Pair Programming - Mentoring Tips, Techniques, & Benefits
Below is an article originally written by Jess Stodola, Developer published on March 11, 2021. This article is about PowerToFly Partner Headway. Go to Headway's company page on PowerToFly to see their open positions and learn more.
What is pair programming?
Pair programming as a general practice is in its infancy, but the concept has been around for some time. It started with John Von Neummann in the early 1900s. He asked others to review his code, and since then there have been a number of research papers and books written on how to do it effectively.
Pair programming is often a topic that makes people shudder. It places people in vulnerable states as someone else peers over their shoulder as they work.
If you loathe the thought of pair programming, I can relate. When I first started pair programming, it was frustrating and stressful. However, after pair programming regularly with over 10 people for a number of years it eventually grew on me. And, as a result, I've experienced the long-term benefits of this technique.
In this article, we'll cover the benefits of Pair Programming, the different styles used, techniques to mentor well, and some helpful tips to set everyone up for success.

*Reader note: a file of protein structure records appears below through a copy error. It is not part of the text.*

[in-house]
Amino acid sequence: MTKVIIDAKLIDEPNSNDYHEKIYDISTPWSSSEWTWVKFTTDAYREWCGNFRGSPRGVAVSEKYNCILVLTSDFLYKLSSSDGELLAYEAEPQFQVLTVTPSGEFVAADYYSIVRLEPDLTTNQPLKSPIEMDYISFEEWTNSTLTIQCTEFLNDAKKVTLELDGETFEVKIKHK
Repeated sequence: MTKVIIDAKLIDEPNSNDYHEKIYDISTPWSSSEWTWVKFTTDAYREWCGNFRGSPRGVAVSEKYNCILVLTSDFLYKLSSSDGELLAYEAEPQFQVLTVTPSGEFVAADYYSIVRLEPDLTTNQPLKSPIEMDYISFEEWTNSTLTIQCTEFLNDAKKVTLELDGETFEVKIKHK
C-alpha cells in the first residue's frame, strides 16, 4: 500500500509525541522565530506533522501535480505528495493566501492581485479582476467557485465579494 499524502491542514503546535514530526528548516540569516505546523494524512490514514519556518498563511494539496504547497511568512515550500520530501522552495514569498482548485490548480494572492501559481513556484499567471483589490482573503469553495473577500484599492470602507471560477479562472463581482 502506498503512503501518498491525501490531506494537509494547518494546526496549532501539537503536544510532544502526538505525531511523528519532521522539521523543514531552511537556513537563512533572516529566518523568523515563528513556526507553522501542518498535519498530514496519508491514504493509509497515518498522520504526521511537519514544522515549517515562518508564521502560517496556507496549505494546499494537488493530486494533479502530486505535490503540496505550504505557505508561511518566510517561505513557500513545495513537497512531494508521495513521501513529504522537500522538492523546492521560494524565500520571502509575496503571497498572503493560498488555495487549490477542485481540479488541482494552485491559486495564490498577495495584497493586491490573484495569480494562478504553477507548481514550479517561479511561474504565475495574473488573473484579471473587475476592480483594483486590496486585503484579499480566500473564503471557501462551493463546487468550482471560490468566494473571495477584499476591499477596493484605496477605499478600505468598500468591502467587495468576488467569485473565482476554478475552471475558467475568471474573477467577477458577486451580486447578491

The benefits of pair programming
Here are some specific benefits of engaging in pair programming.
Prevents knowledge silos
When every member of a team has that few things they are really good at, it creates knowledge silos. Life happens - so if someone is ill, takes a vacation, or leaves the team, it leaves the other developers on a team with a large knowledge gap.
It is also important to understand how other parts of a project work together, as it can give better insight into how what you are working on affects the bigger picture.
Builds better relationships
When you work singularly on projects, it can be easy to isolate yourself from the people you work with. Add in the ever-increasing option to work remotely, and it's easy to go days (even weeks) without really interacting with your team members. Pair programming gets you involved with other members of your team, helping to build better relationships with one another.
Expands your knowledge